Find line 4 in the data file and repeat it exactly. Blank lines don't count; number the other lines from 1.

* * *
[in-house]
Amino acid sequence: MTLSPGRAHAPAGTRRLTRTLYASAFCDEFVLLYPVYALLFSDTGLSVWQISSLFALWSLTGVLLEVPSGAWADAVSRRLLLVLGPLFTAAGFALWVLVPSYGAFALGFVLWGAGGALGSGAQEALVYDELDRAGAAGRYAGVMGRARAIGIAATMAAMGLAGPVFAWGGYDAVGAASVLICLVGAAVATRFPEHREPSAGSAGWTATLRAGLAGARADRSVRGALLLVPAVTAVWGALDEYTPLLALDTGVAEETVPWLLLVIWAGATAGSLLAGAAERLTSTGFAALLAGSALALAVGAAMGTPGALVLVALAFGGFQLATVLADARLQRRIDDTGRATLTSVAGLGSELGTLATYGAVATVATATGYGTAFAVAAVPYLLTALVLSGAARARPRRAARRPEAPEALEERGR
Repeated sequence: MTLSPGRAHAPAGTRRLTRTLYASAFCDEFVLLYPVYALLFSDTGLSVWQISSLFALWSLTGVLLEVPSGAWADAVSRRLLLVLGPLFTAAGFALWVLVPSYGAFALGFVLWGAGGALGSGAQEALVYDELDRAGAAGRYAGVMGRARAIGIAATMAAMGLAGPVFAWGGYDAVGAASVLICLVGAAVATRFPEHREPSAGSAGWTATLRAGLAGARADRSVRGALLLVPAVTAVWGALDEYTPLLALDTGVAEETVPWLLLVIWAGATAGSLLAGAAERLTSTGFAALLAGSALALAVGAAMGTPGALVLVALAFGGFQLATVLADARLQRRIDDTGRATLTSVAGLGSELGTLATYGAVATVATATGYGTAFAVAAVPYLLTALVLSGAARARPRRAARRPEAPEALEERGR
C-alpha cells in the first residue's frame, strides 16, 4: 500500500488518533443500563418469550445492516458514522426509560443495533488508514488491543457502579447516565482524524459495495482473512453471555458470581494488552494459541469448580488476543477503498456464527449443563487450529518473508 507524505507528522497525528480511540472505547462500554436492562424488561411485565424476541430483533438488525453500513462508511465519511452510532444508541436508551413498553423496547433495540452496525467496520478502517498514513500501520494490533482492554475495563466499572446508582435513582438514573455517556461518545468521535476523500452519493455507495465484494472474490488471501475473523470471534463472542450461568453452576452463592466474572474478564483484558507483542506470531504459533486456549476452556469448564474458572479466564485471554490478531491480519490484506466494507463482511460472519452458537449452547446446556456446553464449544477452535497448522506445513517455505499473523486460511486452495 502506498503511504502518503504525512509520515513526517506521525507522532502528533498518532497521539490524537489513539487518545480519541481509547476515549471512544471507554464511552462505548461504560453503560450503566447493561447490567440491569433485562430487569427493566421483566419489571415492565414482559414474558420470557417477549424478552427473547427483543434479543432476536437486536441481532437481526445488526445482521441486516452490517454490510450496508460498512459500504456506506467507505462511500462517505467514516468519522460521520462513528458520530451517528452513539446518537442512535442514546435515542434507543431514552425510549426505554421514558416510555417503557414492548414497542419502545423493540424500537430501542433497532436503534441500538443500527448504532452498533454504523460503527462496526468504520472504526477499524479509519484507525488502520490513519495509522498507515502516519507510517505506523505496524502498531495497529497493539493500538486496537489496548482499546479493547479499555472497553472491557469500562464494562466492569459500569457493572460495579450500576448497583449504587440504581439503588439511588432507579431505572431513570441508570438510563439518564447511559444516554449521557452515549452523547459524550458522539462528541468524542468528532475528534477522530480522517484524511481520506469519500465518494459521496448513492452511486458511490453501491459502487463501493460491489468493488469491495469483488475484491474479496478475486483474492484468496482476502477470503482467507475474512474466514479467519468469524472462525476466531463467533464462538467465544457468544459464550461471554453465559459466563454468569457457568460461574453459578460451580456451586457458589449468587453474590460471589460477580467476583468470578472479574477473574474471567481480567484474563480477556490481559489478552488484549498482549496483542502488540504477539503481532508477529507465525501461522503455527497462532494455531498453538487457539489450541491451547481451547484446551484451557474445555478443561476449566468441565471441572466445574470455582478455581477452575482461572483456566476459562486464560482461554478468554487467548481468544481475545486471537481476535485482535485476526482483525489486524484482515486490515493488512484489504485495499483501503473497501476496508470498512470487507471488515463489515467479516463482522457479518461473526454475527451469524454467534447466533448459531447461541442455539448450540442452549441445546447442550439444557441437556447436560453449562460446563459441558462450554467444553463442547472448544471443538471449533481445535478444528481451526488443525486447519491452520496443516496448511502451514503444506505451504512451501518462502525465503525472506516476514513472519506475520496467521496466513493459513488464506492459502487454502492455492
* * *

C-alpha cells in the first residue's frame, strides 16, 4: 500500500488518533443500563418469550445492516458514522426509560443495533488508514488491543457502579447516565482524524459495495482473512453471555458470581494488552494459541469448580488476543477503498456464527449443563487450529518473508 507524505507528522497525528480511540472505547462500554436492562424488561411485565424476541430483533438488525453500513462508511465519511452510532444508541436508551413498553423496547433495540452496525467496520478502517498514513500501520494490533482492554475495563466499572446508582435513582438514573455517556461518545468521535476523500452519493455507495465484494472474490488471501475473523470471534463472542450461568453452576452463592466474572474478564483484558507483542506470531504459533486456549476452556469448564474458572479466564485471554490478531491480519490484506466494507463482511460472519452458537449452547446446556456446553464449544477452535497448522506445513517455505499473523486460511486452495 502506498503511504502518503504525512509520515513526517506521525507522532502528533498518532497521539490524537489513539487518545480519541481509547476515549471512544471507554464511552462505548461504560453503560450503566447493561447490567440491569433485562430487569427493566421483566419489571415492565414482559414474558420470557417477549424478552427473547427483543434479543432476536437486536441481532437481526445488526445482521441486516452490517454490510450496508460498512459500504456506506467507505462511500462517505467514516468519522460521520462513528458520530451517528452513539446518537442512535442514546435515542434507543431514552425510549426505554421514558416510555417503557414492548414497542419502545423493540424500537430501542433497532436503534441500538443500527448504532452498533454504523460503527462496526468504520472504526477499524479509519484507525488502520490513519495509522498507515502516519507510517505506523505496524502498531495497529497493539493500538486496537489496548482499546479493547479499555472497553472491557469500562464494562466492569459500569457493572460495579450500576448497583449504587440504581439503588439511588432507579431505572431513570441508570438510563439518564447511559444516554449521557452515549452523547459524550458522539462528541468524542468528532475528534477522530480522517484524511481520506469519500465518494459521496448513492452511486458511490453501491459502487463501493460491489468493488469491495469483488475484491474479496478475486483474492484468496482476502477470503482467507475474512474466514479467519468469524472462525476466531463467533464462538467465544457468544459464550461471554453465559459466563454468569457457568460461574453459578460451580456451586457458589449468587453474590460471589460477580467476583468470578472479574477473574474471567481480567484474563480477556490481559489478552488484549498482549496483542502488540504477539503481532508477529507465525501461522503455527497462532494455531498453538487457539489450541491451547481451547484446551484451557474445555478443561476449566468441565471441572466445574470455582478455581477452575482461572483456566476459562486464560482461554478468554487467548481468544481475545486471537481476535485482535485476526482483525489486524484482515486490515493488512484489504485495499483501503473497501476496508470498512470487507471488515463489515467479516463482522457479518461473526454475527451469524454467534447466533448459531447461541442455539448450540442452549441445546447442550439444557441437556447436560453449562460446563459441558462450554467444553463442547472448544471443538471449533481445535478444528481451526488443525486447519491452520496443516496448511502451514503444506505451504512451501518462502525465503525472506516476514513472519506475520496467521496466513493459513488464506492459502487454502492455492